This and That

Making a CG Sequence with a studio crew:

This was a unique opportunity (Thank you, Nina Rappaport) to be the stylist and animation director on a test that was created to put Wild Brain in the running as the go-to studio for the producers of a Feature Film of Kavalier and Clay, the smash hit novel by Michael Chabon.

For this project I did a few roles:

Concept Design:

From the novel and research of the time-period I began to thumbnail bits of the imagery suggested in the chapter we decided we’d concentrate on.  In this sequence we follow the hero in a dream: flying over the metropolis of his imagination, chasing his love over rooftops at night.

Character Designer & Art Director

I created designs that could capture the look and feeling we were aiming for, which were later cleaned up by studio artists for character sheets that could be shared with the cg modelers.

Concept Cover for fictional 1940 era comic book by Kavalier & Clay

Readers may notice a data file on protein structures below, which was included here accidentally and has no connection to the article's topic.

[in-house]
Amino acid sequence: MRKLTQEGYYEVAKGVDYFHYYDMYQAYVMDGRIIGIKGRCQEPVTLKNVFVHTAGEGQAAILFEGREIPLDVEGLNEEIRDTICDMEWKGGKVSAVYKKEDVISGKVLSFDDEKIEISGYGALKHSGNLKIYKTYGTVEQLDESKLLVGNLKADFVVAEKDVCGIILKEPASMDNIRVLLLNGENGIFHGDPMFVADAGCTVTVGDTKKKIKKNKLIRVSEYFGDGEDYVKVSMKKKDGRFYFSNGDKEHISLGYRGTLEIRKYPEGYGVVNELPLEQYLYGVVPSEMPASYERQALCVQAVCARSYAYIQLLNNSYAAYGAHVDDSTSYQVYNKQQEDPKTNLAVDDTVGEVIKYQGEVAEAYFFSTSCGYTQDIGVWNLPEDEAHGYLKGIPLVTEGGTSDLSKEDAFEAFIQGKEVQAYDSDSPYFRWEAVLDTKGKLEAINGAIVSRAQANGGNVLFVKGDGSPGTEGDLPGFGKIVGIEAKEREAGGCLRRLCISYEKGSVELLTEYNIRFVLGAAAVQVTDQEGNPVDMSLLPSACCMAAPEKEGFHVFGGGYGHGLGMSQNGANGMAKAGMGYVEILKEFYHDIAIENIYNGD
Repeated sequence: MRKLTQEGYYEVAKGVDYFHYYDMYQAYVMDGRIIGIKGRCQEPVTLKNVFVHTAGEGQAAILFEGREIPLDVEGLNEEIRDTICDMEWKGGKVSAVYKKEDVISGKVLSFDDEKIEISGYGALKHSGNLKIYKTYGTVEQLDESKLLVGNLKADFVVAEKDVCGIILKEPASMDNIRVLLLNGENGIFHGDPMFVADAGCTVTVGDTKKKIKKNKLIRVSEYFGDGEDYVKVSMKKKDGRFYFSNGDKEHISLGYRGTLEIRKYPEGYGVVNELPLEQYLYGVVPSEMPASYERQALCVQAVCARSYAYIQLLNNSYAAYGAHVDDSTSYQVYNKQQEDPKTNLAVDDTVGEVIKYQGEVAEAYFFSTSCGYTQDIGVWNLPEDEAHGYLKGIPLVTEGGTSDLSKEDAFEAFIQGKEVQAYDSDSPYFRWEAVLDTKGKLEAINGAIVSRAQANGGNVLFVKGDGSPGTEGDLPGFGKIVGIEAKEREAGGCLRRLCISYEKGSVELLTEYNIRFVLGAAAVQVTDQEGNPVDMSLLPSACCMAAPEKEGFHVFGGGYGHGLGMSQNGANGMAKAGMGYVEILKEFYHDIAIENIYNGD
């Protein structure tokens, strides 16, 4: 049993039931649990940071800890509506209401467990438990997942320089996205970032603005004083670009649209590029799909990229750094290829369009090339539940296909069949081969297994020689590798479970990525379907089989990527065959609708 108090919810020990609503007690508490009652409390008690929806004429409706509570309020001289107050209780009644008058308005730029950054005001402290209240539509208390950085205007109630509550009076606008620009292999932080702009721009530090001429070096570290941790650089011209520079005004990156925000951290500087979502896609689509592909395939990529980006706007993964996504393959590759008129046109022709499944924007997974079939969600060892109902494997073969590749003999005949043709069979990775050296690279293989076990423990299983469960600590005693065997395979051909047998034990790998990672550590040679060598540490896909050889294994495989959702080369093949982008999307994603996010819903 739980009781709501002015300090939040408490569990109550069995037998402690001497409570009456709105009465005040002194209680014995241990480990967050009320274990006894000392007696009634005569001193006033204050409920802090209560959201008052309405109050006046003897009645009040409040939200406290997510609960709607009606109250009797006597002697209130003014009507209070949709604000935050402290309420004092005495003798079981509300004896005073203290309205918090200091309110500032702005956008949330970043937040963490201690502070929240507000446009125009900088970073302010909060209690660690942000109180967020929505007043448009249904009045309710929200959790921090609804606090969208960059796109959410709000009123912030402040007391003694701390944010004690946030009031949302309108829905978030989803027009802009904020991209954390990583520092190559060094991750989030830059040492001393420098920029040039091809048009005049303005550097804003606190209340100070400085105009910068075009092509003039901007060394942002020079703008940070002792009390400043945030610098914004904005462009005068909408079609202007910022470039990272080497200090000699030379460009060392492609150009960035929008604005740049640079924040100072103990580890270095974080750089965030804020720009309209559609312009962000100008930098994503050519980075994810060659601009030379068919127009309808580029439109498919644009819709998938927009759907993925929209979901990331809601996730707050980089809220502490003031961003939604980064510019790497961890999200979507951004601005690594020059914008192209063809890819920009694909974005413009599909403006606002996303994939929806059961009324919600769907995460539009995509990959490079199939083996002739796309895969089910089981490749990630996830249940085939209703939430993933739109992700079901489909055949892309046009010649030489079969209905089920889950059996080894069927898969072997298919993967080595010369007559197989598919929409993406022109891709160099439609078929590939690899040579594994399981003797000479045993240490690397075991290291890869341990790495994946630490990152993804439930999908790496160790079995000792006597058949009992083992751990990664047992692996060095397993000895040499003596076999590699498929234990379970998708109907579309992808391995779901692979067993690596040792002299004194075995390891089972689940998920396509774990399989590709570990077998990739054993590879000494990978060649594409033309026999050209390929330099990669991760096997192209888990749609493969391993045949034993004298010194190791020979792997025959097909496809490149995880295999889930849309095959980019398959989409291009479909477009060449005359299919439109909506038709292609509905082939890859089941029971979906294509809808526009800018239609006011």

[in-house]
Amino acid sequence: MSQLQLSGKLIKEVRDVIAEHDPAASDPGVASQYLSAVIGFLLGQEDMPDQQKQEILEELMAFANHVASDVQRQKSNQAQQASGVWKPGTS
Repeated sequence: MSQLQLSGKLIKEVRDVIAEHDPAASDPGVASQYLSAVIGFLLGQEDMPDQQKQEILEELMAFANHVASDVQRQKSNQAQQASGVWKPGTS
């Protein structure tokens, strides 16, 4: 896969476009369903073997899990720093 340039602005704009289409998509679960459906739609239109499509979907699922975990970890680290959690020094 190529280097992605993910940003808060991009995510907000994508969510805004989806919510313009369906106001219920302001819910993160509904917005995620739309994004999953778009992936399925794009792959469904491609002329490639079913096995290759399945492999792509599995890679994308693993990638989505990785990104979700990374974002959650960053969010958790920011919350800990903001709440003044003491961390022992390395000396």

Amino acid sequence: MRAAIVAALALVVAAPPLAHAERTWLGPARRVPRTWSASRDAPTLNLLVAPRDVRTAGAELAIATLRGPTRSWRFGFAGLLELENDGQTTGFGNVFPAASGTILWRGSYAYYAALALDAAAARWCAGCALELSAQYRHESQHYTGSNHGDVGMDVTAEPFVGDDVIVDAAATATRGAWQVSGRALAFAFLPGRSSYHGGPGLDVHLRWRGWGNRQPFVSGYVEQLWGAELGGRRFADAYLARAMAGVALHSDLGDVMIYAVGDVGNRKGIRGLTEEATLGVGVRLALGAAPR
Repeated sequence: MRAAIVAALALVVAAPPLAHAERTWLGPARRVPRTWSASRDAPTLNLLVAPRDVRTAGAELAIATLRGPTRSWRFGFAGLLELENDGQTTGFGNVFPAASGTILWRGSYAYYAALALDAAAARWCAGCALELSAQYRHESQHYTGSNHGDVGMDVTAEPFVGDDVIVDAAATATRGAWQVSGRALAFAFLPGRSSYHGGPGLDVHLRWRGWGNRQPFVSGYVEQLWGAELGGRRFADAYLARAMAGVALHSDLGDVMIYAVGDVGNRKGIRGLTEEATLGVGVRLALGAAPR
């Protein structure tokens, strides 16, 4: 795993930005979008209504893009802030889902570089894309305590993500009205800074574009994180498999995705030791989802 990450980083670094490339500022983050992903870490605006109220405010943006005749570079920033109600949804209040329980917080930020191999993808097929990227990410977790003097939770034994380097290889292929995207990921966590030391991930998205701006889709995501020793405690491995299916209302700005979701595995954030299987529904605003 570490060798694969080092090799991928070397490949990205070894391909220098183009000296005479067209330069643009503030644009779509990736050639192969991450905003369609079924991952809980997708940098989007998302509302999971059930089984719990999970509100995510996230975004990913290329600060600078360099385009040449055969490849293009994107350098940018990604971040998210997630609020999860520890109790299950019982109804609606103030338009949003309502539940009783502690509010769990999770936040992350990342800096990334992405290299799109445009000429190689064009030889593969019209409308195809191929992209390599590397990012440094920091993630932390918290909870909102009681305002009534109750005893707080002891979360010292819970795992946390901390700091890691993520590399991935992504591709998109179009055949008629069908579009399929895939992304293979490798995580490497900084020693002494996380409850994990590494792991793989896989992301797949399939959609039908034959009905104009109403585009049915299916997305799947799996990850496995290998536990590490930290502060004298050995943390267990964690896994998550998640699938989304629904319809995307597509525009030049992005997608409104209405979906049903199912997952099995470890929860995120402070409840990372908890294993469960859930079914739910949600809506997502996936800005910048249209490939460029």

Luna Moth - Kavalier & Clay's primary female character. Joe came up with her largely on his own after meeting Rosa Saks.

Luna Moth – Kavalier & Clay’s primary female character.

Early Sketches – Visualizing the sequence

Storyboard – 

The producer gave me a section of the novel she wanted to focus on, and I interpreted the prose into images that could convey the spirit of the description of the main character’s love interest — as seen in a dream, appearing as the hero’s comic book creation, “Luna Moth”.

The hero witnesses her then chases her over the rooftops of the city at night.

Earlier tests looked at how we might build the whole chase, as described in the book’s chosen chapter. In the dream, Sammy is flying over the city after his object of desire. Sammy was later dropped from the test in favor of focusing our animator, the talented Jeff Vacanti on Luna alone. If you just have the one animator and a limited time to deliver the animation, you’ll want to optimize the project to get the most quality work from that skilled artist.

The whole process is tricky but enjoyable and certainly a challenge with all of it’s inherent rules and limitations. The time period of the novel was so much fun to inhabit for awhile. I’d like be able to work again on that world of the imagined post WW2 America someday. So many possibilities.

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